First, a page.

These days, people are working more, and feeling more stressed — yet still have significant financial concerns and feel behind. Research conducted by Groupon has talked about how people perceive their work-life balance.1 Here are some of the findings:These days, people are working more, and feeling more stressed — yet still have significant financial concerns and feel behind. Research conducted by Groupon has talked about how people perceive their work-life balance.1 Here are some of the findings:
- 20% of the respondents said they worked 10 hours/day.
- 60% of the respondents said there wasn’t enough time in the day to do everything.
- 50% said workload was preventing them from work-life balance.
- 53% said they still had significant financial concerns.
- On a 1-10 scale, stress at home averaged a 5; at work, it averaged a 6.4.
That’s a lot of stress — but people still have financial concerns. What gives? How can we make this situation better?
Ask yourself a new question
Chris Bailey, the author of The Productivity Project experimented with different techniques to help him organize and prioritize tasks. By modifying another productivity guru Brian Tracy’s approach, he arrived at this critical question:
“If you could just do one thing on a day, every day, what would you do that would allow you to accomplish the most with the same amount of time?”
When you’ve got the answer for yourself, repeat the question but in a slightly different way: “If you could do only two more things all day, what second and third tasks let you accomplish the most in the same amount of time?”
Not all tasks are created equal
There are certain tasks in any job that, for every minute you spend on them, you can now accomplish more on other tasks.
Consider a project manager. They should be designing project workflow. Checking email is less important or almost a distraction. Customer service support, though? They should be checking email — and answering phones.
Checking off many items on a list means nothing if nothing great was actually accomplished. This in some ways is the difference between “busy” and “productive.” When you’re spending time on things that matter, that is being productive. When you’re just checking off to-do list items, that oftentimes is just being “busy.” There’s no end game contribution.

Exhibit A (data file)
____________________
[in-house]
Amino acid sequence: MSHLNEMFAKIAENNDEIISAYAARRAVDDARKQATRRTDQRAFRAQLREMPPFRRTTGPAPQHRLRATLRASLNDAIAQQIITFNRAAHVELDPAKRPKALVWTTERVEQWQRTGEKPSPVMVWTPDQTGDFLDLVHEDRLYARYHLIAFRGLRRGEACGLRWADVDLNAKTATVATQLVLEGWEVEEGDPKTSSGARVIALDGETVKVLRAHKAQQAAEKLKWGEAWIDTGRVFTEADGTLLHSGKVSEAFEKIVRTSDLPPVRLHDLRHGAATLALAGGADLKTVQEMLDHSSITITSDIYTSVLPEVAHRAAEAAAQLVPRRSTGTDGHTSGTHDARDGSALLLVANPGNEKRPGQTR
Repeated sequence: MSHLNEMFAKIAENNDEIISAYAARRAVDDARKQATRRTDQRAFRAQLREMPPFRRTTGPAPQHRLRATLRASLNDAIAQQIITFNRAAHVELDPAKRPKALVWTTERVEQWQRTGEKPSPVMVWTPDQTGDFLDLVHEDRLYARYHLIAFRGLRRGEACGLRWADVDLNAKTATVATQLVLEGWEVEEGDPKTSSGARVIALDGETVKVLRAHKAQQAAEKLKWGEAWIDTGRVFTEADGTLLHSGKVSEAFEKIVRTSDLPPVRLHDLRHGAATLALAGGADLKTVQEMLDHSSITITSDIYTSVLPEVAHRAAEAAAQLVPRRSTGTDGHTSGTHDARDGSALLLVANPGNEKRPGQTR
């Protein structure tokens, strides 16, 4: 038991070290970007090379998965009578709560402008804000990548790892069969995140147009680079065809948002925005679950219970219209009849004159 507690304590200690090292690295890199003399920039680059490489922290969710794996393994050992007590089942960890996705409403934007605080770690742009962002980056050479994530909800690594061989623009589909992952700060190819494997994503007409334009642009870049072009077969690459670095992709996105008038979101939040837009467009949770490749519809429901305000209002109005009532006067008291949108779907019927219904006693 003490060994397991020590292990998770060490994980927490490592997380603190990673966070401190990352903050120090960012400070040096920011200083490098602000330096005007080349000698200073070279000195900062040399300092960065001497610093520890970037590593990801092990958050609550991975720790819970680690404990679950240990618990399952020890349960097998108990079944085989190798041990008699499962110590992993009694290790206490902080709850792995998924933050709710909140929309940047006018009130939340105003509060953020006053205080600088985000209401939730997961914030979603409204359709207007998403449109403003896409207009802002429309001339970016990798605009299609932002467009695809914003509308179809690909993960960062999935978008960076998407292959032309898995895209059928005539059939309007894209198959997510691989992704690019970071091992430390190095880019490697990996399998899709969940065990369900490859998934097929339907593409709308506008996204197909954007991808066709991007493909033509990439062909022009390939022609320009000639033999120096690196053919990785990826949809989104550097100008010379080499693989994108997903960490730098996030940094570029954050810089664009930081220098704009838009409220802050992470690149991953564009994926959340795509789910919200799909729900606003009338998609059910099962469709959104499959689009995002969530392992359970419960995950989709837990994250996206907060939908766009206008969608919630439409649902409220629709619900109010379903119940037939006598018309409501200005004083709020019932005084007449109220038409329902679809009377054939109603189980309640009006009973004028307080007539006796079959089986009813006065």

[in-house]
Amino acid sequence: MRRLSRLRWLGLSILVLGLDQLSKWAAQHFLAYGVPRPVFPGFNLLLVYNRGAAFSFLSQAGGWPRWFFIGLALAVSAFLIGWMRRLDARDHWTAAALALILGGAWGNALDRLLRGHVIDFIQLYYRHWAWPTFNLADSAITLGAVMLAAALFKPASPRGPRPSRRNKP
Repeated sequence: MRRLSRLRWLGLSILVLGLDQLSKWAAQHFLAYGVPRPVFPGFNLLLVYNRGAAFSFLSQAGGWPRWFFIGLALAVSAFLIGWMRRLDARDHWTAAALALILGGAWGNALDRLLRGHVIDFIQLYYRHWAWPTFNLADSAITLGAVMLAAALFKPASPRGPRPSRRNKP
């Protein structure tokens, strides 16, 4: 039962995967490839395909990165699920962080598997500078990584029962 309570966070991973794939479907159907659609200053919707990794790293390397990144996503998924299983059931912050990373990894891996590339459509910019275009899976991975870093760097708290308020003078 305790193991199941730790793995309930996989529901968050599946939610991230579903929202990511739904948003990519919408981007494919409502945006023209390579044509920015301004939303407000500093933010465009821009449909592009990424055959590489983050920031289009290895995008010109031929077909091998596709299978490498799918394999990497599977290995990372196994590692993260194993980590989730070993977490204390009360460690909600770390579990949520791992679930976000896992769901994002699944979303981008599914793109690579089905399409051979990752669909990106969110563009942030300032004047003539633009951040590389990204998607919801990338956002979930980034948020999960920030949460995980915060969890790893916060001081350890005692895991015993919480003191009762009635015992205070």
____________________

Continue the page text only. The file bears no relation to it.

But when you spend more time and energy on items of significance, you accomplish more in the same amount of time — and by definition you are becoming more productive.
Define your top priority task every day
By asking the critical question “If you could just do one thing on a day, every day, what would you do that would allow you to accomplish the most with the same amount of time?” you will be able to identify the most important task at the moment.
Once the top priority task is defined, review your work progress every day by asking these Did I get done what I intended to? Did I invest enough time, attention, and energy in the right things?
These questions will help you to evaluate your progress and it’s a self-check of whether you got distracted or remained focused on the most important things. This review also helps you to prepare a better plan for the next day.
It all begins with defining priorities and what is truly important. Almost every day is going to have a personal or professional task that needs to come first above all. Isolate that task and work on what matters most. Achieve significant greatness even if you ignore 40 emails.
Most of life is about defining priorities
Knowing your priority is the pathway to a more consistently successful version of self. Ask yourself the critical question to identify the one thing that matters most and design what you work on and focus towards around the answers. You are going to be more productive within days.